By Morgan Leger
When people think of director Terry Gilliam and his works today, they mostly think about how he cursed Hollywood with infamous, but later-turned-cult-classic flops such as “The Adventures of Baron Munchausen,” “Fear and Loathing in Las Vegas” and “The Brothers Grimm.”
Unlike big names such as Steven Spielberg or James Cameron, Gilliam has a way of balancing original storytelling with a zany but dark style of humor, and special effects that never overpower the feature.
A prime example of this is his first successful feature from the early 1980s, “Time Bandits,” which Gilliam recently said he hopes to re-release in 3-D.
The story focuses on a British 11-year-old named Kevin who is interested in history. His parents, however, are more interested in “keeping up with the Joneses” than they are in paying attention to their own son.
One strange evening, Kevin gets a visit from six dwarfs who magically enter his room; what results is quite the epic journey for our seven heroes.
As it turns out, the six dwarfs actually work for an almighty power known as the Supreme Being, and the only position they are given is to create basic trees and small bushes. In return for being hired to do such a lousy job, they steal a map from the Supreme Being that reveals the routes and directions between space and time.
This allows our small heroes to travel through time and meet up with legendary historical figures. Depicted in Gilliam fashion, however, the dwarfs are more interested in stealing the treasures they come across in history than they are in sitting and chatting with popular icons.
At the same time, we get treated to Kevin meeting up with a variety of historical heroes and unfortunately getting to see their true colors. This not only calls historical accuracy into question, but also makes us think about what it would be like to meet our favorite role models from the past; would we find ourselves disappointed?
“Time Bandits” presents Napoleon (Ian Holm) being entertained in seeing things as tiny as himself rather then making battle strategies, and Robin Hood (Monty Python member John Cleese) acting more cowardly and keeping his merry men out of control.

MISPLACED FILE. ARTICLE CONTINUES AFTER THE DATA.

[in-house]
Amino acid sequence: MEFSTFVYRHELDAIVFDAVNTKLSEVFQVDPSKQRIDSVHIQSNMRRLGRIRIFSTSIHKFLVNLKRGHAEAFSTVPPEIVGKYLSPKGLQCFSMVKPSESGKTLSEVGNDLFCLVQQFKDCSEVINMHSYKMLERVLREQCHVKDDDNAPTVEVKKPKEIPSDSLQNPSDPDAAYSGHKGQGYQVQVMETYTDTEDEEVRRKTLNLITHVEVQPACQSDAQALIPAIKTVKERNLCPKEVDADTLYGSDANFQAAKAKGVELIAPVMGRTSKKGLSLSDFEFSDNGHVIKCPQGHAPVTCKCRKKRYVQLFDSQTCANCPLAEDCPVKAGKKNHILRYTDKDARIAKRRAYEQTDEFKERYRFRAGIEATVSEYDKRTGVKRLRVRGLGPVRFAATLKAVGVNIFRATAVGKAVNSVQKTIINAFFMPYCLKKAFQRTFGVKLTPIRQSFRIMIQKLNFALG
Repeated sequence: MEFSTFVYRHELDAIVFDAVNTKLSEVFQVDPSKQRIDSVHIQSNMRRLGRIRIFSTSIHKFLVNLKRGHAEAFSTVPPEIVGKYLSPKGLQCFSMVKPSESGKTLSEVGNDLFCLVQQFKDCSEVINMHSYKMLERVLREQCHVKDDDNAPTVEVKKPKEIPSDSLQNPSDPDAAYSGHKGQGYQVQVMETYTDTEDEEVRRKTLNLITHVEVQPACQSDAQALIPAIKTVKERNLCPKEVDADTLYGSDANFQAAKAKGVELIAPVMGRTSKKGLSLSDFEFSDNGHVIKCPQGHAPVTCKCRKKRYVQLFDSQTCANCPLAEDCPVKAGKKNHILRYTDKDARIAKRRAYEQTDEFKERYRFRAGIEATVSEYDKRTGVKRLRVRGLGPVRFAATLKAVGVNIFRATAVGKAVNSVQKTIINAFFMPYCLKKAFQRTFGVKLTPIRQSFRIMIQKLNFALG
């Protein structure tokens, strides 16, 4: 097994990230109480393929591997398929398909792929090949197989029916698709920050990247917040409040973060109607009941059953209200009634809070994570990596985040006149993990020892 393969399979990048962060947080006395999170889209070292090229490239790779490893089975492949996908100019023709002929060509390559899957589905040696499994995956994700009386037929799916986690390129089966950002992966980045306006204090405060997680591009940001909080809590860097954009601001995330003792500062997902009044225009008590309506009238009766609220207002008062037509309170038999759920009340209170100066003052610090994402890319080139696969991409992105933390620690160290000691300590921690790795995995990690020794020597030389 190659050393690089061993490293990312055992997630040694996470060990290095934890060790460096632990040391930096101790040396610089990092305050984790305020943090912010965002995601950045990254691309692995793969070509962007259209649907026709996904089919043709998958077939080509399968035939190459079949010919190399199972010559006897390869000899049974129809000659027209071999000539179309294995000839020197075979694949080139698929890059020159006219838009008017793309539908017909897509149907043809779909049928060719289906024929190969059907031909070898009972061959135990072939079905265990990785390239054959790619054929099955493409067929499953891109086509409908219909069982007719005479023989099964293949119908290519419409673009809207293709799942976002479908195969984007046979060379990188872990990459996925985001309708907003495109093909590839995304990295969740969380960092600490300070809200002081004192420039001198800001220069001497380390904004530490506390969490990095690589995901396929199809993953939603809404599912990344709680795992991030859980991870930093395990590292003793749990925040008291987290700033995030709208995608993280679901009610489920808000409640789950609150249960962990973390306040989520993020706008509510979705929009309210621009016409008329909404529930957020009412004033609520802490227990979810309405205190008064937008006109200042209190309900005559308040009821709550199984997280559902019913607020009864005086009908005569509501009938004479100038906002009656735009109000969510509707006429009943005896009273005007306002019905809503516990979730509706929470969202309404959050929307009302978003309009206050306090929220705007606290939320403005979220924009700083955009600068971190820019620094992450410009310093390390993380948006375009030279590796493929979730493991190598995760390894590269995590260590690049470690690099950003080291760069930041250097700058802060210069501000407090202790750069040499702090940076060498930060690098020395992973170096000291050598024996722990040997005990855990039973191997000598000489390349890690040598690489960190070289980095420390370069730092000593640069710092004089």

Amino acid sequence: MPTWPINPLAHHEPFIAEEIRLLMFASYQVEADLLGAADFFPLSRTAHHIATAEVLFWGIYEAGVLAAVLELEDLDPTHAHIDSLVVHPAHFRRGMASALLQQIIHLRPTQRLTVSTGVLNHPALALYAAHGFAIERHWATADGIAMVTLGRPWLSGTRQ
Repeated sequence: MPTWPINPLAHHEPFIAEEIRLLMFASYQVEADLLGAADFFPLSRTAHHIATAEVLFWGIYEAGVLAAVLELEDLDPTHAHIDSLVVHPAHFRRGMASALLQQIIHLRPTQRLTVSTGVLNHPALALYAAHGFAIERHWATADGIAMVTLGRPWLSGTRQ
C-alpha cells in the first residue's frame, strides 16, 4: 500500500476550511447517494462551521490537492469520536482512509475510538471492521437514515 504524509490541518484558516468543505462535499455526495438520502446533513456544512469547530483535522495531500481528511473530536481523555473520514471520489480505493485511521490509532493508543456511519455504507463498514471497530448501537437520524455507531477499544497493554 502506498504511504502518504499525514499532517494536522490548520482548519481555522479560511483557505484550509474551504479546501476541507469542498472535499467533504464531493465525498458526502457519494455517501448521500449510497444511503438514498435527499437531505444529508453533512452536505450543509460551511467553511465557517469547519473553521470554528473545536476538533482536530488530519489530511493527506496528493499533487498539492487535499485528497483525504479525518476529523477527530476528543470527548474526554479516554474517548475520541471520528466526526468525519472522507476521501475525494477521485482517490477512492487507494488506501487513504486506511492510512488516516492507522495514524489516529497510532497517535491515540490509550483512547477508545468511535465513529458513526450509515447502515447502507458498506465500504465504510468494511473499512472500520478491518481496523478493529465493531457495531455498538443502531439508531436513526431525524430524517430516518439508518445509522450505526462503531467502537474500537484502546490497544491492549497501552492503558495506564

The only ancient figure who appears to be a true icon for Kevin is the mythical Greek Agamemnon, an unforgettable supporting role surprisingly played by Sean Connery. However, he too has his faults; despite treating Kevin like a son and taking good care of him, he has an interest in teaching and learning about performing tricks and simple illusions rather then teaching about being a better leader.
The basic message here is based on the age-old question, “Who is a true hero?” Throughout the film, Kevin runs into these past-time celebrities and hopes they will live up to his image of them. Instead, they turn out to be complete idiots or absolute wimps. This leads Kevin to realized that the only true heroes may be ourselves.
As with most fantasy films, this relies on the theme of basic good vs. evil, as we are treated to David Warner’s sinister performance as a villainous character known simply as Evil. While he tortures his dim-witted minions for fun, he plans to take the universal map that the dwarfs have obtained and literally rewrite history to suit his own perspective.
While Warner is well known for playing villainous roles and for voicing The Lobe in the cult classic, animated series “Freakazoid,” he plays this character with a true iron fist living up to the title “Absolute Evil” – there is no limit to his menacing performance.
Overall, “Time Bandits” is a low-budget wonder. It was released in the fall of 1981 and grossed eight times its $5 million budget. While it may not be as complex and breathtaking as his dystopian epic “Brazil,” it proves to be a great satire on history’s true accuracy and on the iconic figures we appreciate in life.
It has great laughs, impressive effects, and unforgettable characters. It’s worth a look – especially if you happen to be in the mood to get taken away with a boy and his band of mini-thieves on a voyage between space and time itself.